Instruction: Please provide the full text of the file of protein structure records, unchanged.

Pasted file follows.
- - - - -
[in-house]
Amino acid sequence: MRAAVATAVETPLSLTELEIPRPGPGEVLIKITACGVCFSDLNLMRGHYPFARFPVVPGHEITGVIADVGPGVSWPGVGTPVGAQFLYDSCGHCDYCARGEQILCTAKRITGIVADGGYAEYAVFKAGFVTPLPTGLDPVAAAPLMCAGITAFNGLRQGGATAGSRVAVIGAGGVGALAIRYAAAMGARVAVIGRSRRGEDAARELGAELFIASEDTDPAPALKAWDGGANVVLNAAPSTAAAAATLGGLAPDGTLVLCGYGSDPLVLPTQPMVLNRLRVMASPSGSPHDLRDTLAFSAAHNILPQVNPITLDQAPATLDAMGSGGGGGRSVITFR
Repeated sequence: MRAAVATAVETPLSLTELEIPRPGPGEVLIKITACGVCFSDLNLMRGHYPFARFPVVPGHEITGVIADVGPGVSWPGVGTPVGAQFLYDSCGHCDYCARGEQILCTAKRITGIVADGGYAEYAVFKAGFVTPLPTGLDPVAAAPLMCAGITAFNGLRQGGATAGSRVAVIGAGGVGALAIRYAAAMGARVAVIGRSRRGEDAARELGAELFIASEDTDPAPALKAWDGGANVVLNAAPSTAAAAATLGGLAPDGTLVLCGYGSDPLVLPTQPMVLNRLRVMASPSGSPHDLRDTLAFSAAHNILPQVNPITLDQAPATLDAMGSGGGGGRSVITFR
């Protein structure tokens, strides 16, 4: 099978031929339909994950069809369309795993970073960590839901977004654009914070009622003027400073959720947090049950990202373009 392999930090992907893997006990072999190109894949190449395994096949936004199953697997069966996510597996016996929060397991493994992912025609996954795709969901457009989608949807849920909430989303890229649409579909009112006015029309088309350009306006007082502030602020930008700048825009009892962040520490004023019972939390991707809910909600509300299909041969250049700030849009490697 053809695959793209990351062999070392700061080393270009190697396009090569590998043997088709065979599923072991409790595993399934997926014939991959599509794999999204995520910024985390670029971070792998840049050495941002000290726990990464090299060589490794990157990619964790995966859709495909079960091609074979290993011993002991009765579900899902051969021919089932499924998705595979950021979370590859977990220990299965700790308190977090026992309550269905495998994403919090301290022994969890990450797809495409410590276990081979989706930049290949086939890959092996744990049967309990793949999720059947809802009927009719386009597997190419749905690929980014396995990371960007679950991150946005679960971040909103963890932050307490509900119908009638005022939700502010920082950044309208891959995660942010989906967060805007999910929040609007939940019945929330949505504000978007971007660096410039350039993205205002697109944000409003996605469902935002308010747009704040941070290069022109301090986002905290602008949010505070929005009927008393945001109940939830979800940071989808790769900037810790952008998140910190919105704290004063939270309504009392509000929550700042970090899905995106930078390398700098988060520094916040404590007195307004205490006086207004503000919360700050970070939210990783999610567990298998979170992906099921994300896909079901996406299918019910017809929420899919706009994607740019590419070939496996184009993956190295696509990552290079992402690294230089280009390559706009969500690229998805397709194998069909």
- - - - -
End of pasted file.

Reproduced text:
[in-house]
Amino acid sequence: MRAAVATAVETPLSLTELEIPRPGPGEVLIKITACGVCFSDLNLMRGHYPFARFPVVPGHEITGVIADVGPGVSWPGVGTPVGAQFLYDSCGHCDYCARGEQILCTAKRITGIVADGGYAEYAVFKAGFVTPLPTGLDPVAAAPLMCAGITAFNGLRQGGATAGSRVAVIGAGGVGALAIRYAAAMGARVAVIGRSRRGEDAARELGAELFIASEDTDPAPALKAWDGGANVVLNAAPSTAAAAATLGGLAPDGTLVLCGYGSDPLVLPTQPMVLNRLRVMASPSGSPHDLRDTLAFSAAHNILPQVNPITLDQAPATLDAMGSGGGGGRSVITFR
Repeated sequence: MRAAVATAVETPLSLTELEIPRPGPGEVLIKITACGVCFSDLNLMRGHYPFARFPVVPGHEITGVIADVGPGVSWPGVGTPVGAQFLYDSCGHCDYCARGEQILCTAKRITGIVADGGYAEYAVFKAGFVTPLPTGLDPVAAAPLMCAGITAFNGLRQGGATAGSRVAVIGAGGVGALAIRYAAAMGARVAVIGRSRRGEDAARELGAELFIASEDTDPAPALKAWDGGANVVLNAAPSTAAAAATLGGLAPDGTLVLCGYGSDPLVLPTQPMVLNRLRVMASPSGSPHDLRDTLAFSAAHNILPQVNPITLDQAPATLDAMGSGGGGGRSVITFR
């Protein structure tokens, strides 16, 4: 099978031929339909994950069809369309795993970073960590839901977004654009914070009622003027400073959720947090049950990202373009 392999930090992907893997006990072999190109894949190449395994096949936004199953697997069966996510597996016996929060397991493994992912025609996954795709969901457009989608949807849920909430989303890229649409579909009112006015029309088309350009306006007082502030602020930008700048825009009892962040520490004023019972939390991707809910909600509300299909041969250049700030849009490697 053809695959793209990351062999070392700061080393270009190697396009090569590998043997088709065979599923072991409790595993399934997926014939991959599509794999999204995520910024985390670029971070792998840049050495941002000290726990990464090299060589490794990157990619964790995966859709495909079960091609074979290993011993002991009765579900899902051969021919089932499924998705595979950021979370590859977990220990299965700790308190977090026992309550269905495998994403919090301290022994969890990450797809495409410590276990081979989706930049290949086939890959092996744990049967309990793949999720059947809802009927009719386009597997190419749905690929980014396995990371960007679950991150946005679960971040909103963890932050307490509900119908009638005022939700502010920082950044309208891959995660942010989906967060805007999910929040609007939940019945929330949505504000978007971007660096410039350039993205205002697109944000409003996605469902935002308010747009704040941070290069022109301090986002905290602008949010505070929005009927008393945001109940939830979800940071989808790769900037810790952008998140910190919105704290004063939270309504009392509000929550700042970090899905995106930078390398700098988060520094916040404590007195307004205490006086207004503000919360700050970070939210990783999610567990298998979170992906099921994300896909079901996406299918019910017809929420899919706009994607740019590419070939496996184009993956190295696509990552290079992402690294230089280009390559706009969500690229998805397709194998069909």